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Opec's biggest pump record oil with rally in jeopardy: IEA

[LONDON] Opec's biggest members are pumping record amounts of crude and this year's rally in prices is under threat, the International Energy Agency said.

Saudi Arabia, Iraq and the United Arab Emirates, accounting for at least 18 per cent of global oil output, each produced at a record last month, the IEA said. The 12-nation Organization of Petroleum Exporting Countries agreed on June 5 to leave its output quota unchanged, choosing to defend its market share rather than prices.

Oil's 45 per cent rally since mid-January was caused in part by some disruptions to supplies of oil products such as gasoline and diesel, according to the IEA. As refinery projects are completed, that should ease and curb the gains, the agency said.

"Product imbalances have likely been a key factor behind recent oil price strength, and that particular source of support might soon wane," the Paris-based adviser to 29 industrialised nations said in its monthly market report.

Brent crude, a benchmark for oil from the Middle East and West Africa, traded near US$65 a barrel on the ICE Futures Europe exchange in London at 7:30 am local time.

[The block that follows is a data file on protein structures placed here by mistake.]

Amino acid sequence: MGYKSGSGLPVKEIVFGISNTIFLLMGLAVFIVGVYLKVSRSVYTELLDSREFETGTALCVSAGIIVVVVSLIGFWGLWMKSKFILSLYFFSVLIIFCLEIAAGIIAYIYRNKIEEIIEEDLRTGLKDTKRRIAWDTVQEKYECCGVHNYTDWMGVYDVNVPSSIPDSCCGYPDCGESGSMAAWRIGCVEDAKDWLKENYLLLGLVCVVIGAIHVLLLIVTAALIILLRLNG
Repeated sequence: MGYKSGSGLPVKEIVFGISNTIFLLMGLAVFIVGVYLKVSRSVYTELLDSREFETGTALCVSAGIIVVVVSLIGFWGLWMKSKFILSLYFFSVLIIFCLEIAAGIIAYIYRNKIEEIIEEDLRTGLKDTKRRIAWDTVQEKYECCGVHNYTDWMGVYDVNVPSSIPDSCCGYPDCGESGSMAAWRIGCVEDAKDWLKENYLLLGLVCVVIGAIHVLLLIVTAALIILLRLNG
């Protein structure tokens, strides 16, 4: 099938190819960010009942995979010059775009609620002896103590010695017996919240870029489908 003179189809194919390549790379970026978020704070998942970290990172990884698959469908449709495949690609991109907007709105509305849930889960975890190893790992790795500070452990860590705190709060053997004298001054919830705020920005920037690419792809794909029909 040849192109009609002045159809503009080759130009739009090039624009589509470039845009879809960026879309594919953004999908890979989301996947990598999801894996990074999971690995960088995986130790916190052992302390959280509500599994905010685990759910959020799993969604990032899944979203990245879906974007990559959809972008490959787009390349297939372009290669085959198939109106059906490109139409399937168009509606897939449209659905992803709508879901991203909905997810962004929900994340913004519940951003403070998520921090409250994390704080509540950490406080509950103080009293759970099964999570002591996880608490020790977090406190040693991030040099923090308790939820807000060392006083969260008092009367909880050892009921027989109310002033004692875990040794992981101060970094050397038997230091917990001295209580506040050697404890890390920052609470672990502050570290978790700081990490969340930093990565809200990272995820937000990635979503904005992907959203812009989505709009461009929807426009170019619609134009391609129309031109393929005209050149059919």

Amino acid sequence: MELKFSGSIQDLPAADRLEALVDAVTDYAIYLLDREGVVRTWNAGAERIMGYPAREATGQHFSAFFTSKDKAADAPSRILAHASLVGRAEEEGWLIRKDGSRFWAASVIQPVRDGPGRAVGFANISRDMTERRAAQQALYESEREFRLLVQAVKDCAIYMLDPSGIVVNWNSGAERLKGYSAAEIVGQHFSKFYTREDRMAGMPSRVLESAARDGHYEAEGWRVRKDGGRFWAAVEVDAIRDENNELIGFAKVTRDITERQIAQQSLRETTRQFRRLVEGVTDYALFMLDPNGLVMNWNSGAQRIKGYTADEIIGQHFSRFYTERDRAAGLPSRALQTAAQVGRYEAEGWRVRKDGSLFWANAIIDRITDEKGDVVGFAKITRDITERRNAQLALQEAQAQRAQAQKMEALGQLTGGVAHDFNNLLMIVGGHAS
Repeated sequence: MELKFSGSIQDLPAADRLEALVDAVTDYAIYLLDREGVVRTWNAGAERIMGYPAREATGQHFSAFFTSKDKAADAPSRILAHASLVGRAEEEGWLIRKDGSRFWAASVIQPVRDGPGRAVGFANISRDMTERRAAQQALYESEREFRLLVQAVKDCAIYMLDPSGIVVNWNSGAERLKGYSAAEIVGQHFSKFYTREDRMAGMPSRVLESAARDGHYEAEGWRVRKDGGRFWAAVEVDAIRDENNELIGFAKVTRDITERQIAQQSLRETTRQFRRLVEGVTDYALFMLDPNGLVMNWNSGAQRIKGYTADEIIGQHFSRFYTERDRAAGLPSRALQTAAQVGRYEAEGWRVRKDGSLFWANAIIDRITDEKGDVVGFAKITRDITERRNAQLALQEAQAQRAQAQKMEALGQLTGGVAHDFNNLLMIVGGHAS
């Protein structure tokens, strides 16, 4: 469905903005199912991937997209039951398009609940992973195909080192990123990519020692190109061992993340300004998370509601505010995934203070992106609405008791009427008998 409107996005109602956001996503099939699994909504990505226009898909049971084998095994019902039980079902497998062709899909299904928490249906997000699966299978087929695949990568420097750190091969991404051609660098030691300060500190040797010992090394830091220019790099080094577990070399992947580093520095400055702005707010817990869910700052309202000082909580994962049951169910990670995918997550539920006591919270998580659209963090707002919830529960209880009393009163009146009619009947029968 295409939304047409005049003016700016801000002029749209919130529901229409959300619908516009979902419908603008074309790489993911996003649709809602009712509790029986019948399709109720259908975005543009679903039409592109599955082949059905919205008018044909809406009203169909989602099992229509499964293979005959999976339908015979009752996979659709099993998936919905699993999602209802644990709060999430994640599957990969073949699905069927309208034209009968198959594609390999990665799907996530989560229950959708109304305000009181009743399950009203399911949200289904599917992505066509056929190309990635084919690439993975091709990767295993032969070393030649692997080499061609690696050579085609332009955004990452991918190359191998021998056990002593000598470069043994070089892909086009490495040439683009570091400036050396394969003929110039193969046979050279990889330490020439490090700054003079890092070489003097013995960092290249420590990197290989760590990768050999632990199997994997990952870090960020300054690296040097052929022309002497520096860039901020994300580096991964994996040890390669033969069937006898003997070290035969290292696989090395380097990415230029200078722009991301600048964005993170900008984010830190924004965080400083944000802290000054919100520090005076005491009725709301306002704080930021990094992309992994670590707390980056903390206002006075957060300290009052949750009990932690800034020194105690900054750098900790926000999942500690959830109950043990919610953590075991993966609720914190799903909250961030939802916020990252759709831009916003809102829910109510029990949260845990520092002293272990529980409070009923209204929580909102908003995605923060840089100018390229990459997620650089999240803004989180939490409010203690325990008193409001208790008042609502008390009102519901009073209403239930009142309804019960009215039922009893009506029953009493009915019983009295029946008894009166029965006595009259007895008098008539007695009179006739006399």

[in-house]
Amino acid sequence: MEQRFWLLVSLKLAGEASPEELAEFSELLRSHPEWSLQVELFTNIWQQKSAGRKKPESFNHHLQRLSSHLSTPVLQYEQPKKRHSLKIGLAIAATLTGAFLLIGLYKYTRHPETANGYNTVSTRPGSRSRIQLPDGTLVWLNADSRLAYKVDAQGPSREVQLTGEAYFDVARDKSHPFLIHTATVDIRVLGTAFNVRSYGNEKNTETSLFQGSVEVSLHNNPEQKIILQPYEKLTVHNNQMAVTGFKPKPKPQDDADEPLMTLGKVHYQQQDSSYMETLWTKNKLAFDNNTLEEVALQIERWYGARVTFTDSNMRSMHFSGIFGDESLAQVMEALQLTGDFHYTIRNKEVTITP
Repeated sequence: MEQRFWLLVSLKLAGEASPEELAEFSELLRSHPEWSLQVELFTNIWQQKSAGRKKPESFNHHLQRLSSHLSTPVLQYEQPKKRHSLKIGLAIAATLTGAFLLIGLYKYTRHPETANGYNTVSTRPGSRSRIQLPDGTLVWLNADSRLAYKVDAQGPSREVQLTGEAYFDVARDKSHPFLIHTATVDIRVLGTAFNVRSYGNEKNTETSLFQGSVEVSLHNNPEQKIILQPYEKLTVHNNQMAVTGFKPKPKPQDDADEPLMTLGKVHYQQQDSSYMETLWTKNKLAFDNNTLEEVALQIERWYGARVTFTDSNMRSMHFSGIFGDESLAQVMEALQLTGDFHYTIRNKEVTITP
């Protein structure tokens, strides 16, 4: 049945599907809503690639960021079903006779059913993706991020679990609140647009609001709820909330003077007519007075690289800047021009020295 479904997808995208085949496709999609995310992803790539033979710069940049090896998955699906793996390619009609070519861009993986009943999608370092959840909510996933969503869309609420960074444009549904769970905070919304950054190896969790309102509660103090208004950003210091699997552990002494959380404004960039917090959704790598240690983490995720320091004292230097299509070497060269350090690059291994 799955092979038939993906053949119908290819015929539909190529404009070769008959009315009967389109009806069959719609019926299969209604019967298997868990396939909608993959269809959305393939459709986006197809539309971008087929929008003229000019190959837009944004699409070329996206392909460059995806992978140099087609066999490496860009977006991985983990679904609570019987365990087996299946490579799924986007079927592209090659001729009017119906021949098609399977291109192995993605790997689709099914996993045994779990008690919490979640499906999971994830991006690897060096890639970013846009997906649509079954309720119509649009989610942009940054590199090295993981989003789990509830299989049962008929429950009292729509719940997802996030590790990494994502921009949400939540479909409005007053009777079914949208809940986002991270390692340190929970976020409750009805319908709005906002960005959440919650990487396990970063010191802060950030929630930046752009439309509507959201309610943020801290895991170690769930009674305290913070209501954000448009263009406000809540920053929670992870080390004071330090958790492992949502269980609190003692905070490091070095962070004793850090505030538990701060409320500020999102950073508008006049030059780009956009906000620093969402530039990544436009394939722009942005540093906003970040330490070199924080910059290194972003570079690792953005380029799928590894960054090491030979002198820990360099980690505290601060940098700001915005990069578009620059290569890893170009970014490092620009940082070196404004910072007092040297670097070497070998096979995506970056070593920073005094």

Saudi Arabia, Opec's biggest member and the world's largest crude exporter, raised production in May to 10.25 million barrels a day from 10.16 million in April. Iraq increased to 3.85 million a day from 3.75 million, and the U.A.E kept output at 2.87 million barrels a day. Global oil supply was about 96 million barrels.

The IEA's data for Saudi Arabia start in 1984. Opec's own data goes back further and that shows Saudi Arabia is pumping the most since August 1981.

The gains leave Opec's supply about 1.3 million barrels above its collective output target of 30 million barrels a day. The group reaffirmed this ceiling at a meeting on June 5 as it persists with a Saudi-led strategy to preserve global market share. Demand levels for Opec's crude will average about 30.2 million barrels a day in the second half, according to the IEA.

The IEA raised forecasts for non-Opec supply in 2015 by about 200,000 barrels a day following stronger-than-estimated output from the US. during the first quarter. Non-Opec production will expand by 1 million barrels a day to average 58 million a day this year, according to the report.

The agency boosted 2015 estimates for global oil demand by 320,000 barrels a day amid a global economic recovery, stimulus from lower prices and an especially cold winter. It projects that consumption will increase by 1.4 million barrels a day, or 1.5 per cent, this year to average 94 million barrels a day.


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